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Byron Shire
May 8, 2021

Interview with Australian film-maker Josephine Mackeras

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Alice is on as part of the Byron Bay International Film Festival


Byron Bay International Film Festival  |  Byron Theatre, Community Centre  |  Saturday 19 Oct  |  8pm

Sometimes, when you really believe in something, nothing will stop you. For Australian film-maker Josephine Mackeras, who took out the SXSW Grand Jury Prize this year for her film Alice – the story of one woman’s empowerment, that also destigmatises common ideas about sex work – not having a producer wasn’t going to stop her.

From Brisbane, but French born and living in Paris, Mackeras knew the script she had written was good, so she decided to make the film herself, in her apartment. This meant the film moved from English to French.

‘It took about two and half years. Nobody was paid’ says the filmmaker.

‘I come from the theatre, so acting is my thing. When it came to film-making and story telling I was inspired by the work from Nordic countries. I love their stuff because it’s always great acting, with a great script, and beautifully filmed. No car chases. The performances were everything in Alice. It was all I had going for the film – the stories and the performances. We didn’t have big stars.’

I was surprised. Alice is a feature film that runs 1 hour and 45 minutes. The acting is superb. It was brilliantly shot. It certainly doesn’t come off as a low-budget film. This story about Alice (Emilie Piponnier), who has what seems like a perfect life in Paris – with her husband François, and their young son Jules – is engaging from the get-go. A lot to do with the script, but also because it’s just so well cast.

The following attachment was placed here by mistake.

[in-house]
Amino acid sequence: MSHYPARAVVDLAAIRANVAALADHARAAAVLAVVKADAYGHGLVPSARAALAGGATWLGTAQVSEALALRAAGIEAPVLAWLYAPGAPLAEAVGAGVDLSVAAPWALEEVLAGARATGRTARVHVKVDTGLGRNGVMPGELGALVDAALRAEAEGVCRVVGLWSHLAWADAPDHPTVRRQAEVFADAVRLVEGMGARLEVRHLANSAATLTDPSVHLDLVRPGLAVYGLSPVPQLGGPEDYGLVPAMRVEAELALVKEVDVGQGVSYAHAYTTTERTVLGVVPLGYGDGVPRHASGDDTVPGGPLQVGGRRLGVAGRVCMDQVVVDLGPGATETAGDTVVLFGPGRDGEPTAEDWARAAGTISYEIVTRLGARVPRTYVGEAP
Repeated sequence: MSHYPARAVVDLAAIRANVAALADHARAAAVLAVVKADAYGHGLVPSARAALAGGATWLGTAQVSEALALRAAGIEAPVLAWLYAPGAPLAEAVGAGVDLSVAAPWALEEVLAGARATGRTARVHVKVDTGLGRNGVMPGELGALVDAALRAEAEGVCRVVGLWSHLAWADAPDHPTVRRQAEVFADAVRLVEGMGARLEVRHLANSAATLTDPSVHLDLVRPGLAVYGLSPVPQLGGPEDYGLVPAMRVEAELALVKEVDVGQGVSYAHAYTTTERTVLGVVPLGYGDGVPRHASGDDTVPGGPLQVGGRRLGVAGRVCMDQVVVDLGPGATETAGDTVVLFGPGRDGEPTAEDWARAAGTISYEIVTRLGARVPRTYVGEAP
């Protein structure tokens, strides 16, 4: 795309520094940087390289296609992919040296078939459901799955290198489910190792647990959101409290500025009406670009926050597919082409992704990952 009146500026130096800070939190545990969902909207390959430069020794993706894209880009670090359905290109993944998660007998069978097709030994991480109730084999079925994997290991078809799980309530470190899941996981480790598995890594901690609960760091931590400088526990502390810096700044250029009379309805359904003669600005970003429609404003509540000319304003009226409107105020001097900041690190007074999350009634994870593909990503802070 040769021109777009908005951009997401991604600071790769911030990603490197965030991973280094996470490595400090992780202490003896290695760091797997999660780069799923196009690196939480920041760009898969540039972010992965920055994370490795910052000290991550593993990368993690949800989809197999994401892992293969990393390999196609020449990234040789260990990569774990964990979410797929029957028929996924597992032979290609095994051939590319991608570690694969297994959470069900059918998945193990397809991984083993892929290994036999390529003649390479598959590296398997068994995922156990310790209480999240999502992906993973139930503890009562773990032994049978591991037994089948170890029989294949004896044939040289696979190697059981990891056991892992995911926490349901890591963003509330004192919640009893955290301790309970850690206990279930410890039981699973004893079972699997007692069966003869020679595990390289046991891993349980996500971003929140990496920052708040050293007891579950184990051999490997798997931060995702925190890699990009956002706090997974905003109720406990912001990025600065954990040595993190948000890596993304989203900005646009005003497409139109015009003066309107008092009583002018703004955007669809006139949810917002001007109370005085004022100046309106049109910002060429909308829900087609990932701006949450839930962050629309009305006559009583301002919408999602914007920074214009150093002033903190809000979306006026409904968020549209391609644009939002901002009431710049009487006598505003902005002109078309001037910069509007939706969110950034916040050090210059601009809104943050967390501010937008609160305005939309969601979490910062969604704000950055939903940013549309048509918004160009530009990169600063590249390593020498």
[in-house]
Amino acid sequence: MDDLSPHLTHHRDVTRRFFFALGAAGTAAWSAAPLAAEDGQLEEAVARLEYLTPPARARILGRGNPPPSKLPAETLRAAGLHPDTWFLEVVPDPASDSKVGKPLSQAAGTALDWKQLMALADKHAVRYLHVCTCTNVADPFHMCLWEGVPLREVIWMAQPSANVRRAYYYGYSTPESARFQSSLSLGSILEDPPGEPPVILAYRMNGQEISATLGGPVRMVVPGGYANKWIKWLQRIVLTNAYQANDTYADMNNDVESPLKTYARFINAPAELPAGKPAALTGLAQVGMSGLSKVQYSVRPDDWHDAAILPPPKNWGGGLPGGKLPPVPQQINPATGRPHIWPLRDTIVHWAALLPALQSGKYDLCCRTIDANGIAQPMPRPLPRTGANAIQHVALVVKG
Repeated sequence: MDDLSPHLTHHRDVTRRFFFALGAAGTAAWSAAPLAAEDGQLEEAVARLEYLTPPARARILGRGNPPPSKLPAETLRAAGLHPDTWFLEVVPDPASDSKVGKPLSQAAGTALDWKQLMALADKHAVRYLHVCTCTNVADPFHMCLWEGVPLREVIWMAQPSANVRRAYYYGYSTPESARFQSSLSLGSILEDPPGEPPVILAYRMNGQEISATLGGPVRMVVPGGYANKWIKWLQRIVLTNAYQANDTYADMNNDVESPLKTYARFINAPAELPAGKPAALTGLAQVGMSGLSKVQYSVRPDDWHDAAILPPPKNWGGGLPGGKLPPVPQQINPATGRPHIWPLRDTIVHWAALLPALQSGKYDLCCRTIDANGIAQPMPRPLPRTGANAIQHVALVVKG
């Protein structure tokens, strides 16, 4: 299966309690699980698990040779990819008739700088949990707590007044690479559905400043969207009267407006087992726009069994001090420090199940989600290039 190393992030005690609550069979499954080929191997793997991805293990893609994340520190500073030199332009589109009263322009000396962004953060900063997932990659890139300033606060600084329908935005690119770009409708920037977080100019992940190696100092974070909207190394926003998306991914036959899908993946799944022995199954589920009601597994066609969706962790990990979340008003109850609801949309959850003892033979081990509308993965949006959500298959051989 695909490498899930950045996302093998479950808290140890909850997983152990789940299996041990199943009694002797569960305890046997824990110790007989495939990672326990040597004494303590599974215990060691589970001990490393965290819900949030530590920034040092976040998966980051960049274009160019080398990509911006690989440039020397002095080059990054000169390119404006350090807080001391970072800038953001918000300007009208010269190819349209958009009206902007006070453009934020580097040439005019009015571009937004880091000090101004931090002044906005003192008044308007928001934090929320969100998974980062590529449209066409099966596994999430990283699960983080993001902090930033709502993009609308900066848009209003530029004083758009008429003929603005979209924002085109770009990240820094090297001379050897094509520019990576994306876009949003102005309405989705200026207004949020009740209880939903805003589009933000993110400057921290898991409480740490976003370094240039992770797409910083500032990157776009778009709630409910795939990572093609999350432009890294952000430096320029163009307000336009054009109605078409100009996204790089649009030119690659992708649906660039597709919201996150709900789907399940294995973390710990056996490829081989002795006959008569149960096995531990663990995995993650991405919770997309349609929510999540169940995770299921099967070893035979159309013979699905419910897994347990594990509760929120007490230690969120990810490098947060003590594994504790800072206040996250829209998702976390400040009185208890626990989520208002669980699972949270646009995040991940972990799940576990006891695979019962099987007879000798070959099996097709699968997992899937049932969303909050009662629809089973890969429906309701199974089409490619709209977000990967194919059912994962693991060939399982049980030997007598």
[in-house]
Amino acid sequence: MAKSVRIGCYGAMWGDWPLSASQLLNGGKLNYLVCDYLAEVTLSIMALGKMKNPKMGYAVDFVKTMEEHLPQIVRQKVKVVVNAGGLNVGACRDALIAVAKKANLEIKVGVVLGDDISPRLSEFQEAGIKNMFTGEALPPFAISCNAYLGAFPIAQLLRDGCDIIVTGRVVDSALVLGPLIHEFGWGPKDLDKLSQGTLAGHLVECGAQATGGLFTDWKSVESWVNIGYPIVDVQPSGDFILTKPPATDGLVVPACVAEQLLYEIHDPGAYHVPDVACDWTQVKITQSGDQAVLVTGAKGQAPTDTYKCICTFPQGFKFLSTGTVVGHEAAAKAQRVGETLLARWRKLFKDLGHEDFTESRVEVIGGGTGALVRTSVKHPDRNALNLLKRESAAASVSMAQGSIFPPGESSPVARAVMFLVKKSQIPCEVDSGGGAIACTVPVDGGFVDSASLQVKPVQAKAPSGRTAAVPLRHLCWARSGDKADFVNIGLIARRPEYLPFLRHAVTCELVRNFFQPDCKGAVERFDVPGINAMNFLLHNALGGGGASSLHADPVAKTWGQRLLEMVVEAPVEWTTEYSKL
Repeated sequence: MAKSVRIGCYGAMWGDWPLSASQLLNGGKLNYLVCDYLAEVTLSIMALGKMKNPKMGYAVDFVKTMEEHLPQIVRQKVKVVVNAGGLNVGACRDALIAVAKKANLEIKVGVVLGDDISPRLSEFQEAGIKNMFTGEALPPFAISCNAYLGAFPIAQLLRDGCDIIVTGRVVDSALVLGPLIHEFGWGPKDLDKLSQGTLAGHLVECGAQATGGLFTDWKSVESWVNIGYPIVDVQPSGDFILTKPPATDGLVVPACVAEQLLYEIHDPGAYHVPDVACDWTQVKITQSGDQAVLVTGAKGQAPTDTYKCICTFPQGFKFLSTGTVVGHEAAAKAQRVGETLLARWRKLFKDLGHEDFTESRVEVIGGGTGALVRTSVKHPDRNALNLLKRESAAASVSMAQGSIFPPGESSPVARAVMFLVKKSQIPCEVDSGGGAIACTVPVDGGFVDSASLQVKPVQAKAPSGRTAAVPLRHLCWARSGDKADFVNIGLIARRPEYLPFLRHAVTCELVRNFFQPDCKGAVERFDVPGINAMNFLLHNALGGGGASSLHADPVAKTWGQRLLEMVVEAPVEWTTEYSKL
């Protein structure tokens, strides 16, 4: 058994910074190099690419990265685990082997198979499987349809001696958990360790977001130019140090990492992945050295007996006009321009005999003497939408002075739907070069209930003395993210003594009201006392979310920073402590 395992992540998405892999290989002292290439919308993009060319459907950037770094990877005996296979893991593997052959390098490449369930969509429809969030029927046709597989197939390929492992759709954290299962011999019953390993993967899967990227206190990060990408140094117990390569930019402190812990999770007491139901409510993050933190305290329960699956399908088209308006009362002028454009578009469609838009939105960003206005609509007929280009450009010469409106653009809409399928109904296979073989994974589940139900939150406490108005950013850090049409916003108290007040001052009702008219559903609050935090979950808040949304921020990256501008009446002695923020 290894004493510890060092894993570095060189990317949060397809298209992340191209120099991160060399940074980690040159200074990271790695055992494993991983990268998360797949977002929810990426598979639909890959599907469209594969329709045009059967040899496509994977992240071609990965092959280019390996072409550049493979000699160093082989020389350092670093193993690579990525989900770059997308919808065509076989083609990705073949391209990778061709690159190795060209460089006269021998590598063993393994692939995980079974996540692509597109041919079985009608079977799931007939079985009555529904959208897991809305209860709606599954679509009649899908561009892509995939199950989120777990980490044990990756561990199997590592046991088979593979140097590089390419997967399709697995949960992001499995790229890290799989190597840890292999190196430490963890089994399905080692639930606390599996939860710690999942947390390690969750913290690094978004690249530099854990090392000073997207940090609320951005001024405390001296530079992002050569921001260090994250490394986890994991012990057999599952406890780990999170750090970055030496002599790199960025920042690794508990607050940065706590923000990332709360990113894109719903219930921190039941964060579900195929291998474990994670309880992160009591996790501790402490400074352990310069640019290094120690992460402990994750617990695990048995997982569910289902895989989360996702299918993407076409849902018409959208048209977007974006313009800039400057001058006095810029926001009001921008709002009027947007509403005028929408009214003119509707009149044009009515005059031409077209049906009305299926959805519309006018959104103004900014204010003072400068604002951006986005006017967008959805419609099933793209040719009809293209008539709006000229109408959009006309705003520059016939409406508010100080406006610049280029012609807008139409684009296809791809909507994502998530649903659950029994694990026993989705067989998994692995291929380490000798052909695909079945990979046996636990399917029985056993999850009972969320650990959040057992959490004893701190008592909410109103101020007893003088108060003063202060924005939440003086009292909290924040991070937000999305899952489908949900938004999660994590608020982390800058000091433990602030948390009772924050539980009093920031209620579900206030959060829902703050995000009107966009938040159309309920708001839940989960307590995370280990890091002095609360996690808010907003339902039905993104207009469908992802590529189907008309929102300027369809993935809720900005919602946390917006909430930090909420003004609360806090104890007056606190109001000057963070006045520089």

‘I met Martin Swabey, who plays François in Cannes – we had an intense conversation on a boat – I had forgotten about him, I saw his headshot, and sent the script to him in Belgium. Chloe Bolrehm (Lisa) I met in Belgium too, and she was perfect. And Emilie I met through a friend who is a casting agent.’

‘None of the actors are known. For the actors this was an opportunity – because it’s so rare to get such great roles. It was the script that got them all in. If I had a producer, I wouldn’t have been allowed to use them, because they want to use known actors as the lead. So it gave me a lot of freedom in the end.’

Alice was shot all on one camera by an inexperienced DP with loads of talent. He had his own camera and managed to shoot each scene, one angle at a time, with just two lights!

‘I wanted the story made’ says Josephine. ‘I had an idea about this couple grappling with lots of questions. Where he pushes the limits and has lots of problems. He’s had a bad childhood and all that, and women can get into this cycle of forgiving…’

Joesphine Mackerras has crafted an understated and unadorned debut; striking for its lack of melodrama and unsensationalised representation of sex work. Piponnier, as Alice, is riveting as a woman who has always done what’s expected of her, and is suddenly pushed to do what she never imagined she would have to. Alice’s transformation is revolutionary – defying patriarchy’s suffocating constraints and raising complex ethical questions without ever moralising on them.

Alice screens as part of the Byron Bay International Film Festival at the Byron Theatre, at the Community Centre, on Saturday 19 October at 8pm. Tix from bbff.com.au

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